LMU’s hidden nooks
From clammy depths to stifling heights
LMU’s Main Building is always bustling with people – students, researchers, administrators. But the University also has less frequented passages, as the following “expedition log” reports.
As the summer sun beats down on the lawns, the play of the fountains on Geschwister Scholl-Platz and Professor-Huber-Platz offers welcome relief and prompts thoughts of a cool dip and a long drink.
But less than a stone’s throw away, the imagined attractions of cooler temperatures soon lose their appeal – in the pump room below the fountains the air is cold and clammy. This is a place to chill out: In next to no time I’m shivering. I make my way from the bare cellar of the pump room, with my unwieldy photographic gear slung over my shoulder. As I negotiate a cramped and dimly lit vault – taking care not to bump my head – I begin to warm up again. I then crawl through a narrower tunnel that serves as a conduit for the water supply to the fountain on Professor-Huber-Square, on the opposite side of Ludwigstraße: As well as the hefty pipe that provides the water for the picturesque water jets, bundled strands of electric cable run along the brick-lined passage. I pity the repairman who has to find and fix any leaks here, and hope he remembers to bring thick knee-pads.
If Friedrich von Gärtner, the designer of the Main Building at LMU, had had his way, this tunnel probably wouldn’t be here. He had planned to erect four statues symbolizing the four faculties represented at LMU in his day where the fountains now stand. But King Ludwig I, who took a close interest in the building work at “his” university and – to put it mildly – energetically intervened whenever he saw fit, insisted on the fountains. We can be grateful for the King‘s foresight: LMU now has no less than18 faculties, whose members ensure that the wellsprings of knowledge never run dry.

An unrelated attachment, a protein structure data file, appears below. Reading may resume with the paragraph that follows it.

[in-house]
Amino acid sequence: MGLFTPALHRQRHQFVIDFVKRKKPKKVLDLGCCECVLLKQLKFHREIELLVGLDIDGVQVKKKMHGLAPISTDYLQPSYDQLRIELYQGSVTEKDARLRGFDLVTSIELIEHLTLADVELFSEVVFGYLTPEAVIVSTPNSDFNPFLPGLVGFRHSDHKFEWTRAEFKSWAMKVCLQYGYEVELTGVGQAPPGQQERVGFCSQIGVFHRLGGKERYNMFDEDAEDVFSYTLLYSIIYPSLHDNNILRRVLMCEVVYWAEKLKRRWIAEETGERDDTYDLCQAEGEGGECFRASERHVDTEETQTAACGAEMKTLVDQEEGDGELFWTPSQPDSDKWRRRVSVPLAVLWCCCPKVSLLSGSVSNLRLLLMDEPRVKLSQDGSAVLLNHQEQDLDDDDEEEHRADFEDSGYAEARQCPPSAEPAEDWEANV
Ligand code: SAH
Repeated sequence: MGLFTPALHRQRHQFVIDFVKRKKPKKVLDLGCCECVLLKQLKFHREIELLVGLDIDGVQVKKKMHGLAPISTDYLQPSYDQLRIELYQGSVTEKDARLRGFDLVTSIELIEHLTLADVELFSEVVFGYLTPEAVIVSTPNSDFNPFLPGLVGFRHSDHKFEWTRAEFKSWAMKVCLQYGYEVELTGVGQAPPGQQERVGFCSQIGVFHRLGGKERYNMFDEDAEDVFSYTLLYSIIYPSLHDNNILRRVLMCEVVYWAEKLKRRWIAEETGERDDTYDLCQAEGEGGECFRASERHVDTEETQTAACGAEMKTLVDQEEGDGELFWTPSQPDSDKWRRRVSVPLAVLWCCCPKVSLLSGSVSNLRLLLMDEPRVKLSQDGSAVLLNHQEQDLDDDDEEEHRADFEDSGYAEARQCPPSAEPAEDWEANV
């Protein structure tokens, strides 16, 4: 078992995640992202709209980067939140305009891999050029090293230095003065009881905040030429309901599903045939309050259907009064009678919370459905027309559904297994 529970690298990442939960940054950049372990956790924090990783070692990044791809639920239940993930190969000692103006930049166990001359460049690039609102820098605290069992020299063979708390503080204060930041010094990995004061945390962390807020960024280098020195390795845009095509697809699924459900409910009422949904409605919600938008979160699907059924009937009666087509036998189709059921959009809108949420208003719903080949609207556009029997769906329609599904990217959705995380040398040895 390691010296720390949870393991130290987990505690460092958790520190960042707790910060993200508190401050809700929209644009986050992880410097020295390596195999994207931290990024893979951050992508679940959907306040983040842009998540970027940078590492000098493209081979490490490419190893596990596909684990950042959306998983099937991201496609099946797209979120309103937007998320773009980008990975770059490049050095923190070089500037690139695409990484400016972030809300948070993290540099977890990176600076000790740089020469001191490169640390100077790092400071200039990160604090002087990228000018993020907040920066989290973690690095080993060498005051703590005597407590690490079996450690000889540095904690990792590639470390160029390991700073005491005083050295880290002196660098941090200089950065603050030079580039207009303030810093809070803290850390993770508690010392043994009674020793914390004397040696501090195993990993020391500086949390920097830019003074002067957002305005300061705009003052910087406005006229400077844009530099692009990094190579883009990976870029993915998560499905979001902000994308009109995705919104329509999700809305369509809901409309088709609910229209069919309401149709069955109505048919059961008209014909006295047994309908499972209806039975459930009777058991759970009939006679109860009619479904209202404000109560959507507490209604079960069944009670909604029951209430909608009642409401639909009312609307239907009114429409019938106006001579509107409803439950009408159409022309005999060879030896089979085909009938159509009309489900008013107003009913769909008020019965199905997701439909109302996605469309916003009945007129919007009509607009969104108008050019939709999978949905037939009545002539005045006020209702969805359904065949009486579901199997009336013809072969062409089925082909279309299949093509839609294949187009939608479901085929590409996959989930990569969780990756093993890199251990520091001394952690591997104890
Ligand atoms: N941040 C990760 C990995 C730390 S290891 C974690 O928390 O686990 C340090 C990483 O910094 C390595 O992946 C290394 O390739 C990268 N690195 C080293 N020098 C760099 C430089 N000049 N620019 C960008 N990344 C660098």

Light and shade
The bright, newly renovated Atrium of the Main Building stands in striking contrast to the gloomy atmosphere of the underground passage. Here students hasten past on their way to lectures, but the space also hosts career fairs and the annual reception for the latest crop of first-year students.
The Atrium is part of the so-called Bestelmeyer-Bau. Designed by German Bestelmeyer (1874-1942), it was built in the early 1900s, and extends Gärtner’s structure westward. Radiant on sunny days, lined with marble and highly ornamented, this architectural jewel nevertheless has its darker recesses. A narrow spiral stairway leads from the Gallery to the roof space that encircles the glass dome. I am reminded of a disused power-station or an abandoned factory whose furnaces are now long cold, but the air is so hot that they might have been switched off only moments ago. It is high noon and the heat here is enervating.
Following the rough-hewn wooden stairways and catwalks in the half-light, one reaches the circuit around the glass cupola that channels the daylight into the Atrium below. After the cold of the tunnel linking the fountains, the fierce heat trapped by the “skylight” is almost unbearable. There’s just time for a quick look over the clustered roofs of Munich below me. Through the wire-reinforced panes, I catch the faint sounds of visitors to a conference underway below.
Light, heat, sweat
I take a few photos, but the sweat gets between me and the viewfinder, and I beat a hasty retreat to the comparative cool of the attic spaces that span the north-south axis of the Bestelmeyer-Bau, parallel to Amalienstraße. The security guards come by on their rounds every so often especially at night. Some might find it spooky here at night, but for them it’s all part of the job.
At the end of the roof tract, where the vault of lecture-theater M 380 rises from the floorboards, an inconspicuous door leads to the University Library’s southern repository, which holds 130,000 volumes, mostly of older vintage. Over 40,000 volumes are stored in the northern repository – mainly dissertations and (fittingly enough) the holdings of the Library of Nordic Philology. The two depots are tucked between the ceiling vaults of the Audimax and the Atrium, and supplement the storage space available in the University Library’s Central Archive. From here one I can leave the lofty heights and head for the open again to recover from the tour’s temperature shocks – and hope that, on my next expedition to LMU’s remoter corners, the climate will be less forbidding.